Claims about the benefits of a biotech project to make artemisinin are overblown, says
In April, a consortium led by the global health NGO PATH - and comprising the
The consortium called this "a pivotal milestone in the fight against malaria" and "a triumph for synthetic biology". [1,2] The project has certainly helped to brand synthetic biology as a revolutionary new field of science that could "heal us, heat and feed us"  - but the extent to which it will deliver benefits to people in countries burdened with malaria is debatable.
The role of interlinked technological, economic, social and political factors has been overlooked, at least in public communication about the project.
Since 2003, artemisinin-based combination therapies (ACTs) have been the WHO's recommended treatment for malaria, with artemisinin being extracted from the plant Artemisia annua. But in 2006, scientists succeeded in creating a yeast strain that produces a precursor to artemisinin called artemisinic acid.
This was undoubtedly a scientific feat, but early on the scientists involved also made grand claims about the societal benefits of this research, which they portrayed as "a biotechnology solution to the global problem of access to affordable antimalarial drugs".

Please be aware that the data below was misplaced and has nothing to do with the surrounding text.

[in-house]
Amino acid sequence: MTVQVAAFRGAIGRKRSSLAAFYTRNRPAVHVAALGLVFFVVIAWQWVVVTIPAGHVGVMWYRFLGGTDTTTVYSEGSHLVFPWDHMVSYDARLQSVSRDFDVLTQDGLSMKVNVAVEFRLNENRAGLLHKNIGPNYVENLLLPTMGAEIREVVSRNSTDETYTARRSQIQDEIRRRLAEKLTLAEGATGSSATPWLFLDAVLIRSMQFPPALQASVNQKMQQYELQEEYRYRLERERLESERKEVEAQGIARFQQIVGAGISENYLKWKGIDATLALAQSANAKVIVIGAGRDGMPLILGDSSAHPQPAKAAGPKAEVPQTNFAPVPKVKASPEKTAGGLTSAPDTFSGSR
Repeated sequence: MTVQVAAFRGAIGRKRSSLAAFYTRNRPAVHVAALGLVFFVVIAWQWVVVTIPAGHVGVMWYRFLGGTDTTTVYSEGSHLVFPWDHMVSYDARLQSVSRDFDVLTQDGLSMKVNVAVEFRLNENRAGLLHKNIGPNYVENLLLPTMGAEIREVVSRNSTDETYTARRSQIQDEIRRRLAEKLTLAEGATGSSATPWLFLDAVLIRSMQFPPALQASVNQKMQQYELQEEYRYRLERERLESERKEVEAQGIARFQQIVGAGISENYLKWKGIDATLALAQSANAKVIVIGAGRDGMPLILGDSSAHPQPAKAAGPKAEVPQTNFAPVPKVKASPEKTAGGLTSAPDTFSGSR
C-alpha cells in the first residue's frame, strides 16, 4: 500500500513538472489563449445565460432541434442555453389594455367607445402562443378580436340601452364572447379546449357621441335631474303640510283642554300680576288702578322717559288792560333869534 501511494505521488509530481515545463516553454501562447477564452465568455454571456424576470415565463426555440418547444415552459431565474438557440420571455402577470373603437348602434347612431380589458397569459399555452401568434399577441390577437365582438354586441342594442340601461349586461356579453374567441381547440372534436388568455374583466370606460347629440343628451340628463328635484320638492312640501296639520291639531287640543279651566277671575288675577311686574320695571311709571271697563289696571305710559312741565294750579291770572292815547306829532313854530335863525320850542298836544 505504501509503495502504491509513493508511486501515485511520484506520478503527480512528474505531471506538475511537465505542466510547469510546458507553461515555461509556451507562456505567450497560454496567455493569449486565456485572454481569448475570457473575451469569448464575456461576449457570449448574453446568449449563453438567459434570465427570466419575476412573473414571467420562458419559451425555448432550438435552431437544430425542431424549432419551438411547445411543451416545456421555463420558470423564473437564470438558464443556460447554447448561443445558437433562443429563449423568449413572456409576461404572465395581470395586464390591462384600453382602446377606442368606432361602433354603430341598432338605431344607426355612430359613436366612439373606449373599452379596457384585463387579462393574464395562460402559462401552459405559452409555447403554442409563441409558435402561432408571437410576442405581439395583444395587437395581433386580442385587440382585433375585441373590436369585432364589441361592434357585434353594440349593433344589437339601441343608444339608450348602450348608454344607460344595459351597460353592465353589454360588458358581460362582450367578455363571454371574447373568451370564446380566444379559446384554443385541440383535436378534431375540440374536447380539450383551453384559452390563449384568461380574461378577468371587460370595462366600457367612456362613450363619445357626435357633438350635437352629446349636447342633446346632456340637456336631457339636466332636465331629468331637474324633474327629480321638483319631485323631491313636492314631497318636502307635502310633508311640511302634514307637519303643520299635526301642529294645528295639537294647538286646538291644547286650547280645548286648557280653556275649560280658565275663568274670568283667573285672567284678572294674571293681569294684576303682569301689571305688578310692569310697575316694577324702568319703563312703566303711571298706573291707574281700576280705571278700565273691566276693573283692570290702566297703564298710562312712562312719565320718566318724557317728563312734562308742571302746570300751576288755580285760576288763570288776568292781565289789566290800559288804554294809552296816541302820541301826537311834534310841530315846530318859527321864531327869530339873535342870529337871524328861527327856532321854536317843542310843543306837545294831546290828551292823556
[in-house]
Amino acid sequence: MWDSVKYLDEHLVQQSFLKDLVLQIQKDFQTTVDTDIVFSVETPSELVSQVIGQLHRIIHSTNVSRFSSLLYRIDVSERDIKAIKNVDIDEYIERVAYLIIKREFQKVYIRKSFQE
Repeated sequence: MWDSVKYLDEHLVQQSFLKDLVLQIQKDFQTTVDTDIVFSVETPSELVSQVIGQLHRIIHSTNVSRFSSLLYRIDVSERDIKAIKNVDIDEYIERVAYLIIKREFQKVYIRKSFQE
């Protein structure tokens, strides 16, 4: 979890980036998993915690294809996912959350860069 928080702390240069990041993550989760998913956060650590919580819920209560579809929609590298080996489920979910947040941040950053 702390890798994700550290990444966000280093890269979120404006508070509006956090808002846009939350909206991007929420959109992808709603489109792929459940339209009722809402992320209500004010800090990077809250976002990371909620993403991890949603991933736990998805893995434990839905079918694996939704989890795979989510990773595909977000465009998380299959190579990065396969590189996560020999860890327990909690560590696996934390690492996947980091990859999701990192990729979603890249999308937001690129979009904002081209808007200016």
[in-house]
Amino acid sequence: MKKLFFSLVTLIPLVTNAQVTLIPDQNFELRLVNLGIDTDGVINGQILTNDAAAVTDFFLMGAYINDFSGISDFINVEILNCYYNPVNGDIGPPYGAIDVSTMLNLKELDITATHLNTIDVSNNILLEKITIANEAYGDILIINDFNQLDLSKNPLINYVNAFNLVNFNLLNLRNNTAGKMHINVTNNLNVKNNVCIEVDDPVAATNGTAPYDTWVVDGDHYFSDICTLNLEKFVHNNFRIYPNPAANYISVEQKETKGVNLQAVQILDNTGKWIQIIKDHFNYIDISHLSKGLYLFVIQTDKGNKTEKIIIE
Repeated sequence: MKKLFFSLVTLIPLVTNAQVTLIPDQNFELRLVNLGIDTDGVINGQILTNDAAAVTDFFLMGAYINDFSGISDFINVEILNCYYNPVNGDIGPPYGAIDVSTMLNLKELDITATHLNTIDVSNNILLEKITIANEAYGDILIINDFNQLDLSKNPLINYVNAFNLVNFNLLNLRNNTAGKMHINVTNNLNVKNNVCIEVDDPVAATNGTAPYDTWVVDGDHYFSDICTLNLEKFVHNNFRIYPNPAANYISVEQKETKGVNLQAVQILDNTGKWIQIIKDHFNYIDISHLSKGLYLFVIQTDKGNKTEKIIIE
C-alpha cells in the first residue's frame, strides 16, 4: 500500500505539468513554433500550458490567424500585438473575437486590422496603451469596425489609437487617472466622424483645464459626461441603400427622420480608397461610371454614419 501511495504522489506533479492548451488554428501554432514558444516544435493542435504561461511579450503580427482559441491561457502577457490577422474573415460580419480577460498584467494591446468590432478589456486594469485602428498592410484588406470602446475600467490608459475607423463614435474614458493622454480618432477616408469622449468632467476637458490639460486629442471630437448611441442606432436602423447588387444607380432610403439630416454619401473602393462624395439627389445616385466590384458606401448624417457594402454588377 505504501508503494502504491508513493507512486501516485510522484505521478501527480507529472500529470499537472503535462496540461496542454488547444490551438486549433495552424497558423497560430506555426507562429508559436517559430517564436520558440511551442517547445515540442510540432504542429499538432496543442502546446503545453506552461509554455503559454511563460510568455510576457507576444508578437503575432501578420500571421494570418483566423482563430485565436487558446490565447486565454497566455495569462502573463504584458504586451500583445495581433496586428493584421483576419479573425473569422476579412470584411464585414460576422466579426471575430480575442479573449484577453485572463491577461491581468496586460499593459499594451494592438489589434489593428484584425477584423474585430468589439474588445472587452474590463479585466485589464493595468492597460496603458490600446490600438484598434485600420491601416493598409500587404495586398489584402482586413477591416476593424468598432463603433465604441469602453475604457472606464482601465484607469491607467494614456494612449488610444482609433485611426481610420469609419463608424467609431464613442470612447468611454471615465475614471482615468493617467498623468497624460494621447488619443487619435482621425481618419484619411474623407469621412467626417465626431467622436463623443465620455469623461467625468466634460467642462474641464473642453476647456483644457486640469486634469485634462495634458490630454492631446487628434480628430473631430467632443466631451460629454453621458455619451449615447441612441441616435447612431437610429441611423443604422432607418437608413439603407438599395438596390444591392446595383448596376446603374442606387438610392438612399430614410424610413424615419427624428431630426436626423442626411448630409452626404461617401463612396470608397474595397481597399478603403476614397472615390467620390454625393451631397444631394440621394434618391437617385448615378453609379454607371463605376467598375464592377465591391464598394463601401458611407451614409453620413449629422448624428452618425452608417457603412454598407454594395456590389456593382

It has taken seven years to convert the initial laboratory success into the production of commercially significant quantities of artemisinin, due to the ordinary technological challenges of industrial scaling-up.
In the meantime, I have, as a sociologist working in this area, attended numerous talks that have used this project as a stupendous illustration of what synthetic biology can achieve - complete with slides portraying African children, menacing-looking mosquitoes and stark numbers for malaria cases and deaths.
The clear implication is that the prowess and idealism of synthetic biologists will - or indeed already has - saved hundreds of thousands of poor people from this devastating disease.
This use of this project to garner support for synthetic biology is troubling.
The project's fundamental premise has been that producing artemisinin through biotechnology would be cheaper than extracting it from plants. However,
This is despite
Over time, the project leaders have put forward an additional aim: rather than replacing plant-derived artemisinin, the semi-synthetic form would provide an additional source, helping to stabilise a market price that has fluctuated from year to year just like other agricultural products.
Most Popular Stories
- AIG to Create 230 Jobs in Charlotte
- Bipartisan Negotiators Reach Modest Budget Agreement
- Justin Bieber Visits Typhoon Victims, Plays Concert
- Senate Dems Move Forward With Obama Nominees
- Russia Says Nyet to Canada North Pole Claim
- New Obama Aide to Focus on Climate Change
- Obama Nominee Confirmed for D.C. Appeals Court
- MasterCard to Split Shares, Raise Dividend
- GOP, Dems Strain to Unearth a Modest Budget Pact
- Office Depot Moving HQ to Florida